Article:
Kash Farooq's software development blog

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Posts Tagged ‘Google’

Creating .NET objects from JSON using DataContractJsonSerializer

Posted by Kash Farooq on January 31, 2011

Creating .NET objects from JSON using DataContract and DataMember

Note: .NET 4 has made it far easier to do this. See Creating objects from JSON in .NET 4.

In a previous post and demonstraed that the RESTful Google Search API returns data as JSON. I needed a way to convert the JSON data into .NET objects and this post shows what I ended up with.

Here is an example of the JSON result set returned:

{"responseData":
 {"results":
 [
  {
  "GsearchResultClass":"GwebSearch",
  "unescapedUrl":"http://www.google.com/help/features.html",
  "url":"http://www.google.com/help/features.html",
  "visibleUrl":"www.google.com",
  "cacheUrl":"http://www.google.com/search?q\u003dcache:BNRWhS8EKYAJ:www.google.com",
  "title":"\u003cb\u003eSearch\u003c/b\u003e Features - \u003cb\u003eGoogle\u003c/b\u003e",
  "titleNoFormatting":"Search Features - Google",
  "content":"To find reviews and showtimes...."
  },
  {
  "GsearchResultClass":"GwebSearch",
  etc
  },
  etc
 ],
 "cursor": {
 "pages": [
  { "start": "0", "label": 1 },
  { "start": "8", "label": 2 },
  etc
  { "start": "56","label": 8 }
  ],
  "estimatedResultCount": "59600000",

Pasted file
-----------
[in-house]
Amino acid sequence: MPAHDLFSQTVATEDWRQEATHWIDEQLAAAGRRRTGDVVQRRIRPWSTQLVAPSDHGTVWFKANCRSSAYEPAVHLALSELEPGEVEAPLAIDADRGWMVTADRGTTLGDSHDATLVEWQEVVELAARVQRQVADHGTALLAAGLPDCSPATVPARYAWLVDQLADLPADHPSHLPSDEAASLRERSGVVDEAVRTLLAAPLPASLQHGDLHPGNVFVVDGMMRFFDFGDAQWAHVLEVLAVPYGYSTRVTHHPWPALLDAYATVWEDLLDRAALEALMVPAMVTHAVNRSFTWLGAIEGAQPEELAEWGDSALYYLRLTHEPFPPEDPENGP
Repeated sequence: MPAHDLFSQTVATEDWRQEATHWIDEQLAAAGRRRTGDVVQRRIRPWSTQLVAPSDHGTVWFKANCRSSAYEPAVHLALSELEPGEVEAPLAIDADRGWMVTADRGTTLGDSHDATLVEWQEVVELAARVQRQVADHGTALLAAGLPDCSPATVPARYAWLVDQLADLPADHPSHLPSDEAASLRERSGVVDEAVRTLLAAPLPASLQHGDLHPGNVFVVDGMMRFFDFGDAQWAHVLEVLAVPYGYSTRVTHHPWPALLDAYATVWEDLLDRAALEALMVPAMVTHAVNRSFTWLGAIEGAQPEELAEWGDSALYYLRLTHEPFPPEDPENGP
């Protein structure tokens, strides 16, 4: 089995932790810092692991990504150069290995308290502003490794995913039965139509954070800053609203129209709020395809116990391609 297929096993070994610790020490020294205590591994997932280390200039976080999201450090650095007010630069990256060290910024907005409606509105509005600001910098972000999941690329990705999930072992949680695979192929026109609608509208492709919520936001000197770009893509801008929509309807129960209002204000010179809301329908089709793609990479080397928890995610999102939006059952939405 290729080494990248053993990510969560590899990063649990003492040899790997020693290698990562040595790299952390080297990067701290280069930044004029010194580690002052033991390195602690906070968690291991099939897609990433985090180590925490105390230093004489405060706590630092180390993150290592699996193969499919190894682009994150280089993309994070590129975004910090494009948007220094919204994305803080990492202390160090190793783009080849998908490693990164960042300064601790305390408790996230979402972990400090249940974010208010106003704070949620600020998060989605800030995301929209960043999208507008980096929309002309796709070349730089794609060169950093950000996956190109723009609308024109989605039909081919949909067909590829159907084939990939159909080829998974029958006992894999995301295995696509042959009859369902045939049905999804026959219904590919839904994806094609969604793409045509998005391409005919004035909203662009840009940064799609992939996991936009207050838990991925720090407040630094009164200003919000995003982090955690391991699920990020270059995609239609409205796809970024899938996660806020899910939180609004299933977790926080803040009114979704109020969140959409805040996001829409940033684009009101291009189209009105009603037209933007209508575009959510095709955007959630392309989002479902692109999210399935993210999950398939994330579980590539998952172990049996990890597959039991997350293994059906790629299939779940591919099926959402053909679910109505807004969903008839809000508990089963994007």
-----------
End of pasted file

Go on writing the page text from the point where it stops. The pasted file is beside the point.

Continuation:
"currentPageIndex": 0,
  "moreResultsUrl": "http://www.google.com/search?oe=utf8&ie=utf8&source=uds&start=0&hl=en&q=MY SEARCH TEXT"
  }
 },
 "responseDetails": null,
 "responseStatus": 200
}

We can use System.Runtime.Serialization to create .NET objects from this JSON data.

For example, the top level JSON responseData can be represented by the following .NET type:

[DataContract]
public class GoogleSearchResults {
  [DataMember(Name = "responseData")]
  public ResponseData ResponseData { get; set; }
}

Note that I’ve specified the Name attribute. Without it I would have had to have a property called “responseData” rather than “ResponseData”.

The rest of the data is extracted using the classes below. Note that I can be quite selective in what data I wanted to transfer from JSON to .NET. If I don’t need, say, the “cacheUrl”, I can just omit it from my .NET objects. I can also rename data. I have put the data from “titleNoFormatting” into a property called Title:

[DataContract]
public class ResponseData
{
  [DataMember(Name="results")]
  public IEnumerable<Result> Results { get; set; }

  [DataMember(Name = "cursor")]
  public Cursor Cursor { get; set; }
}

[DataContract]
public class Cursor
{
  [DataMember(Name = "moreResultsUrl")]
  public string MoreResultsUrl { get; set; }

  [DataMember(Name = "pages")]
  public IEnumerable<Page> Pages { get; set; }
}

[DataContract]
public class Result
{
  [DataMember(Name = "url")]
  public string Url { get; set; }

  [DataMember(Name = "titleNoFormatting")]
  public string Title { get; set; }
}

[DataContract]
public class Page
{
  [DataMember(Name = "start")]
  public int Start { get; set; }

  [DataMember(Name = "label")]
  public string Label { get; set; }
}